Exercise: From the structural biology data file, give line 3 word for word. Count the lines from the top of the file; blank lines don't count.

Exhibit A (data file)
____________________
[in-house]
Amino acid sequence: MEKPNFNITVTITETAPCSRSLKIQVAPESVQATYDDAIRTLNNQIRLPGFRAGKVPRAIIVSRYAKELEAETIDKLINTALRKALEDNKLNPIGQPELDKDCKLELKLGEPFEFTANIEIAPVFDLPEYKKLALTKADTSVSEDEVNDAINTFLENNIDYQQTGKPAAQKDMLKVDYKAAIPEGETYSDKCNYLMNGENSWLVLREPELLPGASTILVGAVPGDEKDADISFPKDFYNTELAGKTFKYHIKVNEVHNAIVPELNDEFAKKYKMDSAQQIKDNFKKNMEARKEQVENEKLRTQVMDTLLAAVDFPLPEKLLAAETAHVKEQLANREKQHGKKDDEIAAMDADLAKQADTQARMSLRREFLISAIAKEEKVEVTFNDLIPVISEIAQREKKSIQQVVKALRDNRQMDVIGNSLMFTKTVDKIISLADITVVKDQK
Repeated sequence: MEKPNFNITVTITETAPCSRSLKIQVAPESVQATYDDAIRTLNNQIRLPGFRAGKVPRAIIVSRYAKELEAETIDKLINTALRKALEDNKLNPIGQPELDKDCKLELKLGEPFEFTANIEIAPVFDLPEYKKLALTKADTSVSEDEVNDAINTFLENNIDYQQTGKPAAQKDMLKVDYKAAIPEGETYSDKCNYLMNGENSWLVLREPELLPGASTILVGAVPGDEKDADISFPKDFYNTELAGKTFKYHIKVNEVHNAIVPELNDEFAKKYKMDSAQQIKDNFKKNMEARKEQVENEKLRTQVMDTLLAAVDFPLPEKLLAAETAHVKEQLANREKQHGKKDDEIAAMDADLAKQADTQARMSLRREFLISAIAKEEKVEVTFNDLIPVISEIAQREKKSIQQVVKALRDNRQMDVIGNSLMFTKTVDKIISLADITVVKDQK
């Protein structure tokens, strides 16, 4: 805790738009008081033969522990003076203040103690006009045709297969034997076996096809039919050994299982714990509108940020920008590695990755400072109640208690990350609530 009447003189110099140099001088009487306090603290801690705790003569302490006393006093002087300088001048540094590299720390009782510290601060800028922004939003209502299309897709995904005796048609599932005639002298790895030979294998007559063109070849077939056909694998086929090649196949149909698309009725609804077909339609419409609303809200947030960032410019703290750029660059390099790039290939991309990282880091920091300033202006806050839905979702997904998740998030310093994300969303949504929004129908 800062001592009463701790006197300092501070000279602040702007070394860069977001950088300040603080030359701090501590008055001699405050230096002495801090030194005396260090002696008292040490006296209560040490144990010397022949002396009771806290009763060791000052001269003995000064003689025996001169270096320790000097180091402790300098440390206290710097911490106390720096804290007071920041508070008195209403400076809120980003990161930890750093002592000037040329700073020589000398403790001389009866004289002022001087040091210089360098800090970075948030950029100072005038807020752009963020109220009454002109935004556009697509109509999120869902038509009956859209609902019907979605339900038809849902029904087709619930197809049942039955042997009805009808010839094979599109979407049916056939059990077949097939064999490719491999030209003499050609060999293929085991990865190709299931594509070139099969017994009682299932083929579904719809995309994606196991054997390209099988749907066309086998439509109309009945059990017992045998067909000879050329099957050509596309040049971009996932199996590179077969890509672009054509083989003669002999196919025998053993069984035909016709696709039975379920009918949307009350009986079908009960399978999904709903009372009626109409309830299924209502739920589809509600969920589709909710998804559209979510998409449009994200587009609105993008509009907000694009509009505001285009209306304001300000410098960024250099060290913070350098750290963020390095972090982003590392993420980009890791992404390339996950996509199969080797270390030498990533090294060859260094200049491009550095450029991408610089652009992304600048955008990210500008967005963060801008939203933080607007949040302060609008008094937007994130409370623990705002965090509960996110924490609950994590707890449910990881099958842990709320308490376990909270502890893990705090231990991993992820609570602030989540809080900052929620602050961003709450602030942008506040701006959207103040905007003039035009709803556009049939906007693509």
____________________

Repeated sequence: MEKPNFNITVTITETAPCSRSLKIQVAPESVQATYDDAIRTLNNQIRLPGFRAGKVPRAIIVSRYAKELEAETIDKLINTALRKALEDNKLNPIGQPELDKDCKLELKLGEPFEFTANIEIAPVFDLPEYKKLALTKADTSVSEDEVNDAINTFLENNIDYQQTGKPAAQKDMLKVDYKAAIPEGETYSDKCNYLMNGENSWLVLREPELLPGASTILVGAVPGDEKDADISFPKDFYNTELAGKTFKYHIKVNEVHNAIVPELNDEFAKKYKMDSAQQIKDNFKKNMEARKEQVENEKLRTQVMDTLLAAVDFPLPEKLLAAETAHVKEQLANREKQHGKKDDEIAAMDADLAKQADTQARMSLRREFLISAIAKEEKVEVTFNDLIPVISEIAQREKKSIQQVVKALRDNRQMDVIGNSLMFTKTVDKIISLADITVVKDQK